If you haven’t been to Chefchaouen before, you are really missing out! Often referred to as the ‘Blue City’, this absolutely beautiful tourist destination is situated high up in the Rif mountains of Northwest Morocco and definitely lives up to its name! Hundreds of bright blue houses- painted by the Jewish refugees who lived there many years ago- are scattered amongst the winding alleyways of this charming little place which I was lucky enough to visit this month. Despite being a popular spot for tourists, I was surprised to find it wasn’t as crowded as I expected which I think may owe in part to the gazillion steps that you have to climb up and down to get a good look of the city. (note to self: make sure to pack comfortable walking shoes if you’re planning on going!)
What to do
Chefchaouen is one of the most incredible places where you literally can just walk around all day long and still not tire of the scenery. Eating good (and cheap) food, sipping on mint tea and watching the world go by is really what life is about for me and theres no better place to do it than here. Thats not to say thats all there is to this city though. If you’re a hiking lover than I would definitely recommend visiting Talassemtane National Park in the Rif mountains. With 589.5-square-kilometre (227.6 sq mi) of vast green land, it is home to the last of Moroccos threatened fir forests as well as the Atlas cedar, not to mention some incredible birds. The park was created in 2004 and houses some of the smaller villages of El-Kelaâ and Akchour as well the infamous ‘God’s Bridge’, a natural formation of rocks which is shaped like a stone arch. If your legs can make it up the steep hill on the outer ring of the city, the Grande Mosquee, built in the 15th century, is well worth checking out. As is the ruins of an ancient Spanish mosque built in the 1920’s which sits neatly about two kilometres from the centre, overlooking the entire city.
Where to eat
Cafe Sofia, located just in front of the Hotel Parrador is rated the number 1 restaurant in Chefchaouen on Tripadviser and has a great menu for a super cheap price! We ate here on our first night in the city and although the food did taste really great, I wouldn’t personally have given it a five star rating. We both opted for meat tagine which was melt in the mouth delicious but sadly the service was a little rude (particular to Moroccan customers) and our meals took ages to arrive. Instead I would highly recommend Bab Kasaba which is one of the many restaurants lining the Kasbah- a busy central area of the city which really comes alive at night. The food here was outrageously tasty- particular their grilled meat platters and the lamb tagine. We managed to cram in what was pretty much a three-course meal for 107 mdh (roughly £8.50 all together) including two of the best mint teas we had! Aladin restaurant situated in the medina is also a great place to stop by if you fancy something other than the typical Moroccan tagine. With a few extra international meals, their menu is slightly higher priced than most other restaurants in the city but if you can get yourself a seat at the very top of the terrace, its well worth it!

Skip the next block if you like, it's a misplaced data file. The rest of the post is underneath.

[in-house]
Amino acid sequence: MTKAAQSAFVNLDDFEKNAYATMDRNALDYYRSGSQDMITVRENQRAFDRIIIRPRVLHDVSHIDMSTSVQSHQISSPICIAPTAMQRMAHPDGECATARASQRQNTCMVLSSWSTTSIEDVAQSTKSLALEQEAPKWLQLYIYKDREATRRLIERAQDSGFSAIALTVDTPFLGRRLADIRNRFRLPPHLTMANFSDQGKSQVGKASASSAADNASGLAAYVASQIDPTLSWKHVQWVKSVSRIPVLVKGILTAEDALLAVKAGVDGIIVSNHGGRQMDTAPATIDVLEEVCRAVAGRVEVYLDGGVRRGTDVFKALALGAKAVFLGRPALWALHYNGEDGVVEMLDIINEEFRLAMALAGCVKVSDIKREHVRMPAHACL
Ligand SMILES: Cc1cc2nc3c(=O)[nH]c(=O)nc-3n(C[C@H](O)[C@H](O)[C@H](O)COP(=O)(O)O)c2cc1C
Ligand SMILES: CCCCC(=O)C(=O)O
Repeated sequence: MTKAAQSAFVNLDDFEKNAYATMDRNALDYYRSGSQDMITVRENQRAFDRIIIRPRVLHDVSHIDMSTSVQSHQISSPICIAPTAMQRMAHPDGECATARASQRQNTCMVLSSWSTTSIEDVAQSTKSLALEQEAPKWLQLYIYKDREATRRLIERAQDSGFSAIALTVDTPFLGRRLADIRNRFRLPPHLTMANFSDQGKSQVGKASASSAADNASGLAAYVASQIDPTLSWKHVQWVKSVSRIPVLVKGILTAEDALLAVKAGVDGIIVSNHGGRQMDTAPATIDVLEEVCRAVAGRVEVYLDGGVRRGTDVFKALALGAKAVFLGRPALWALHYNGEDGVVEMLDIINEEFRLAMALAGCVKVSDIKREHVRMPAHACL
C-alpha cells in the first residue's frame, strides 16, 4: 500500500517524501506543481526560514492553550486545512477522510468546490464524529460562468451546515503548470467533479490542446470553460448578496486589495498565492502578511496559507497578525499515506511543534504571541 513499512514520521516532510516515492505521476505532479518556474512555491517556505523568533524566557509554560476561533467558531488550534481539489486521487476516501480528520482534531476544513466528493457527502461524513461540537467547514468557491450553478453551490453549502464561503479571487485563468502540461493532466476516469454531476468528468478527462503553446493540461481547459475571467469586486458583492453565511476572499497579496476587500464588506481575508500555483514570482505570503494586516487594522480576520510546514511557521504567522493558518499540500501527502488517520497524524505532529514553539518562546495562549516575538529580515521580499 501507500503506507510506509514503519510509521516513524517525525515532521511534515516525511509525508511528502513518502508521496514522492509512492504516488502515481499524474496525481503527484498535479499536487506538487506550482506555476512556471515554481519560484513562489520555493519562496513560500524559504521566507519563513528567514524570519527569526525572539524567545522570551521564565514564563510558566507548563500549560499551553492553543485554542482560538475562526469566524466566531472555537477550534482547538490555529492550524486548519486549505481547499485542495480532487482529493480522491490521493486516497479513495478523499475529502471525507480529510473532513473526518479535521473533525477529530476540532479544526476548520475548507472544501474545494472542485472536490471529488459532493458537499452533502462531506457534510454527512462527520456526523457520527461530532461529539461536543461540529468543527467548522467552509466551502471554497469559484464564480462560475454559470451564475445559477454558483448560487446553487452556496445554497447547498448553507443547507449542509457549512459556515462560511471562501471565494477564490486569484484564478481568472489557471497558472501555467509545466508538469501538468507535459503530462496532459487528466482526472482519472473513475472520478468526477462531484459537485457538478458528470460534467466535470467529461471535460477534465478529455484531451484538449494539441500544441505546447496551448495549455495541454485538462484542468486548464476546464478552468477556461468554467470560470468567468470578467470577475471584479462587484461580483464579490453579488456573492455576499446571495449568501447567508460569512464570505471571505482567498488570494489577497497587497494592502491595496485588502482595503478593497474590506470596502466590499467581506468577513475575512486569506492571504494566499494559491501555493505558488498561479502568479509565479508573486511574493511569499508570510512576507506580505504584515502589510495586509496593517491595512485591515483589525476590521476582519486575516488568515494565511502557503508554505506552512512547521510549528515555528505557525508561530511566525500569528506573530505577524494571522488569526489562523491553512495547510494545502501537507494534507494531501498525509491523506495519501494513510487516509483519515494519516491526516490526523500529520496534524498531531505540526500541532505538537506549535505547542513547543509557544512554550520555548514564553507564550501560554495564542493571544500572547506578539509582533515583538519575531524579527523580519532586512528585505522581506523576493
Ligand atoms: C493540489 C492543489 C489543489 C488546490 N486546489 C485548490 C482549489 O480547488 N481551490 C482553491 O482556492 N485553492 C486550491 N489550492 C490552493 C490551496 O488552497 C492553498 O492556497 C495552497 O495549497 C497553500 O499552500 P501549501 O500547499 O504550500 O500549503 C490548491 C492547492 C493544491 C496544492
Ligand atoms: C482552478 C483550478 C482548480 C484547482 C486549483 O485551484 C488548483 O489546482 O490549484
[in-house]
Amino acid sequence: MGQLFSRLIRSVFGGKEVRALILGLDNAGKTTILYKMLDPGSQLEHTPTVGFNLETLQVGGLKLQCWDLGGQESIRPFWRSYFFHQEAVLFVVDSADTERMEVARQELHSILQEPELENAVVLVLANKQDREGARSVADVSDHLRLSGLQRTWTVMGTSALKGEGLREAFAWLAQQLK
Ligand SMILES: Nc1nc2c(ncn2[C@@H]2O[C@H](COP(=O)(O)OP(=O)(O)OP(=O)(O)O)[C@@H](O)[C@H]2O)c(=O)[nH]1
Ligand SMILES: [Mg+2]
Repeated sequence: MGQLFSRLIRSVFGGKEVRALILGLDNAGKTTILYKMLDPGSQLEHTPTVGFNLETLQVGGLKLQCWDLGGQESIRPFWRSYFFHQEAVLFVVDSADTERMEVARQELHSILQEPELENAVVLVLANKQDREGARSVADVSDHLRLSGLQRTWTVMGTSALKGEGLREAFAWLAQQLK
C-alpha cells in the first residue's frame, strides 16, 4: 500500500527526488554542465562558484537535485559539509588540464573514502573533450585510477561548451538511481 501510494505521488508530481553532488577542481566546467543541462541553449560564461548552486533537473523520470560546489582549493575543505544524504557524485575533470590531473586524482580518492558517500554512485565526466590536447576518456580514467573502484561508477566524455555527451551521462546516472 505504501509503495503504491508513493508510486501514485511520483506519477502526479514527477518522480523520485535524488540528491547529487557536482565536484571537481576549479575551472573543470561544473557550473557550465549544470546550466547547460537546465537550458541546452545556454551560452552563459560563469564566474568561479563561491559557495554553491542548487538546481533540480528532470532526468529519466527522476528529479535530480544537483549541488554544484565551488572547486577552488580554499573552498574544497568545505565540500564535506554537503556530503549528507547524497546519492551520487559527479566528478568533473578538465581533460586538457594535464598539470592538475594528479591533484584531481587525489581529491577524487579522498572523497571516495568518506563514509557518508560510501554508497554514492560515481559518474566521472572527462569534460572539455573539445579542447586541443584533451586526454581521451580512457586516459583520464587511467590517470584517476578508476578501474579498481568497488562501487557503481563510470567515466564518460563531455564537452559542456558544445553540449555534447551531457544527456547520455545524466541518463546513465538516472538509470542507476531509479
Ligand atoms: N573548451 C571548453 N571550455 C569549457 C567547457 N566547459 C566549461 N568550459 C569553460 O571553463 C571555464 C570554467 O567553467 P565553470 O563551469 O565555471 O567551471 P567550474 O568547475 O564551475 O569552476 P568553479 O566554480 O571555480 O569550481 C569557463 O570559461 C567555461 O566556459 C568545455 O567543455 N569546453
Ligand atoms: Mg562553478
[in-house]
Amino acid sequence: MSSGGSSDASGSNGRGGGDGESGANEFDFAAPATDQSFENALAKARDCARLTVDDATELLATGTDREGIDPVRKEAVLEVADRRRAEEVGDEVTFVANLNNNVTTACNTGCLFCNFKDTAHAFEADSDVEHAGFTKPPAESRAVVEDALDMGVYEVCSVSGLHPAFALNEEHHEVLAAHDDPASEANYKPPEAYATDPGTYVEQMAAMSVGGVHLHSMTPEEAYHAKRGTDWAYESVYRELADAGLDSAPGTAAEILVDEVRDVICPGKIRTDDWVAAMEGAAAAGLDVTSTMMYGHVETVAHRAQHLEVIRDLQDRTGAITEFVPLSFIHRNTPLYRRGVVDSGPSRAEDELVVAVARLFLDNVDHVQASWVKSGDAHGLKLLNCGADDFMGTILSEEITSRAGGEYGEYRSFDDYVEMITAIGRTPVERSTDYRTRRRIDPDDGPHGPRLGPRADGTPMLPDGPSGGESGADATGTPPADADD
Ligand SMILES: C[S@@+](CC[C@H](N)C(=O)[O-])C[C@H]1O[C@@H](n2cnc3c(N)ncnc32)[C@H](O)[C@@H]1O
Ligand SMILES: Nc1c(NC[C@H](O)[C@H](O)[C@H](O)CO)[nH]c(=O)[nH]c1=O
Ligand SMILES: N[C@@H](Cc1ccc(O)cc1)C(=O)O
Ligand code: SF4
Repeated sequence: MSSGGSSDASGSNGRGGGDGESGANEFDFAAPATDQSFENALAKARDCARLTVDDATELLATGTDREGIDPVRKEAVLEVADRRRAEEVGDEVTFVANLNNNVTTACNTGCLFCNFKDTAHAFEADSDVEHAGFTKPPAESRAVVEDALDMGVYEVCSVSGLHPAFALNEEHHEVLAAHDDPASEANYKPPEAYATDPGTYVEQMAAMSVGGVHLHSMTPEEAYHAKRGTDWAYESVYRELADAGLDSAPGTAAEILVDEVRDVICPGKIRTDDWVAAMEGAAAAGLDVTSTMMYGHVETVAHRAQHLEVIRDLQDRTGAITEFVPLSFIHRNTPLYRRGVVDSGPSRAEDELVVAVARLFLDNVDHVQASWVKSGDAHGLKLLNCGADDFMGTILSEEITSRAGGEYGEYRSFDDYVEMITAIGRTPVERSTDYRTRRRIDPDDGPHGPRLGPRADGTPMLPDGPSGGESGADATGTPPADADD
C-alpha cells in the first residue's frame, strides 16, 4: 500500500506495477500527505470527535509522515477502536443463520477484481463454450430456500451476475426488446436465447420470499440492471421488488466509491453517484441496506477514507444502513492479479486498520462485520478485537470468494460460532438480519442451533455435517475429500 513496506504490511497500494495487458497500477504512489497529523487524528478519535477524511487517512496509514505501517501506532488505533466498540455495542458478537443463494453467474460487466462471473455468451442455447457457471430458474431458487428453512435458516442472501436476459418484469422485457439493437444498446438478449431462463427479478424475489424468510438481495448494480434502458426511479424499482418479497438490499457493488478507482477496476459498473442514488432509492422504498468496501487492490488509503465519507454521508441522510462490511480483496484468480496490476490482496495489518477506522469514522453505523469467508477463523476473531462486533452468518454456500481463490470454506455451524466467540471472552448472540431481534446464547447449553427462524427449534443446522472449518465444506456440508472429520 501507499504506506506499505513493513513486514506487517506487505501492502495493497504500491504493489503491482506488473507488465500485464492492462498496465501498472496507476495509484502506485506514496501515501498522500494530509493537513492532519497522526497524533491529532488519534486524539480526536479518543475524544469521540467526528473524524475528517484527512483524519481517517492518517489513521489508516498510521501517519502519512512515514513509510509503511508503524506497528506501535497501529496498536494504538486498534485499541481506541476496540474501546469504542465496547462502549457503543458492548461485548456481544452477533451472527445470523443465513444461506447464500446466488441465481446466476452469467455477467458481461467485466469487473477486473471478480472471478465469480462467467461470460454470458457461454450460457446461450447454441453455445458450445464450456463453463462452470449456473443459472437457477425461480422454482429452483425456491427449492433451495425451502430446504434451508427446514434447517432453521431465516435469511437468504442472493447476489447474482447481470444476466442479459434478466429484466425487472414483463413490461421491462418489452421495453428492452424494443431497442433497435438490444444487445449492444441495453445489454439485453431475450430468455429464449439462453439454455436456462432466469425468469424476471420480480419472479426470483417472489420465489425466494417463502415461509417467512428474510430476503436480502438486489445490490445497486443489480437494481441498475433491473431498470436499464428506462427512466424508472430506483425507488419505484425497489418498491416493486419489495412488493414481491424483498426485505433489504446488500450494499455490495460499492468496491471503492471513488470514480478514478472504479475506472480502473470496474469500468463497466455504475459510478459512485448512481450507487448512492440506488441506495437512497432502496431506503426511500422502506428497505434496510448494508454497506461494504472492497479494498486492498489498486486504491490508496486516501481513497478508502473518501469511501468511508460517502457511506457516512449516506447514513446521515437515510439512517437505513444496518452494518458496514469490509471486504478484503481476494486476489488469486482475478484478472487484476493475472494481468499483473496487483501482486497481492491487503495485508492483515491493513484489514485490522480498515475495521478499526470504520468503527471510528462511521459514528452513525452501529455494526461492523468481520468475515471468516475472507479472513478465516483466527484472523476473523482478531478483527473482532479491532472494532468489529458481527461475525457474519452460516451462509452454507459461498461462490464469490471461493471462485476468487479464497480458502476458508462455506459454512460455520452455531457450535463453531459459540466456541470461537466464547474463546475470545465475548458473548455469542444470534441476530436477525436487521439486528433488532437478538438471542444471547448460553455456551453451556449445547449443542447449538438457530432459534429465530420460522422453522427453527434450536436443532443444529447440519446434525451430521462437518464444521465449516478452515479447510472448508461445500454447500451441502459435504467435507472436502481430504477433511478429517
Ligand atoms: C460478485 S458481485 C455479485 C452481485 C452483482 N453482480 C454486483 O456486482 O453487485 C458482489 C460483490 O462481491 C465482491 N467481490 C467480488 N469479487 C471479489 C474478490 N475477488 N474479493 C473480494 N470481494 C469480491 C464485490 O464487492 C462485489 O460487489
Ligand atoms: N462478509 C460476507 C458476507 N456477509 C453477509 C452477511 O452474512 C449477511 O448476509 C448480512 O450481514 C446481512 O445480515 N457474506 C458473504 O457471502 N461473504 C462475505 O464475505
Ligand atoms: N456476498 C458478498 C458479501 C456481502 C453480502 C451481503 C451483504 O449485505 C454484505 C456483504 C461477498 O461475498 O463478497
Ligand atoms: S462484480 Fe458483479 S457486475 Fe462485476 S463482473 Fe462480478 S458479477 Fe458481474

You just can’t leave Chefchaouen without picking up a woollen poncho! If you’re visiting in the cooler months like I did then you’ll find loads of these quality hand made garments dotted all around the city however I picked one up from Bazar Hicham, where you can also watch them make it! Aladdin’s Abeula shop is located just north of the town square and is famous amongst locals and tourists alike for its colourful soaps, perfumes, shampoos and homemade oils. You can pick up a whole bag full of natural goodies for as little as £10! To the east of the medina, just before the waterfall begins you’ll find a leather shop run by a local man named Hassan. This is the best place to pick up all things leather- bags, shoes, clothing- you name it, he can make it. If you want something made from your own designs then take a picture of it with you and he’ll be happy to make it for a good fee (bargaining is recommended of course) however you might want to book it in wth him a few days in advance to make sure he has enough time to make it! In the eastern corner of place el Makhzen you’ll find a lovely spot for blankets, scarfs and handmade crafts which can be bought at fixed prices as well as numerous jewellery stores (if you love silver necklaces then you’ll love this little line of shops!).
Where we stayed
After some thorough research (and I mean, crazy mad thorough research) we realised we had probably left it a little bit late (as usual) to find somewhere that would exceed all our expectations in terms of accommodations. Honestly, I could not believe just how quickly hotels and riads were getting fully booked in the weeks leading up to our trip. Luckily we managed to find a room at a lovely little place called Casa La Palma which was nestled neatly just 2 minutes underneath bab el mahrouk- one of the entrances to the city which is very high up in the mountains! The hotel owner Carlos is absolutely lovely and knows everything there is to know about the city and was quick to recommend things to do and places to eat. The rooms are slightly small but thats the charm of staying in a riad, but it was all about the views for me. If you stay here, make sure to get yourself up onto the roof terrace early in the morning or at sunset, those views over the city are breathtaking in every single way! To find out more about hotel Casa La Palma, click here.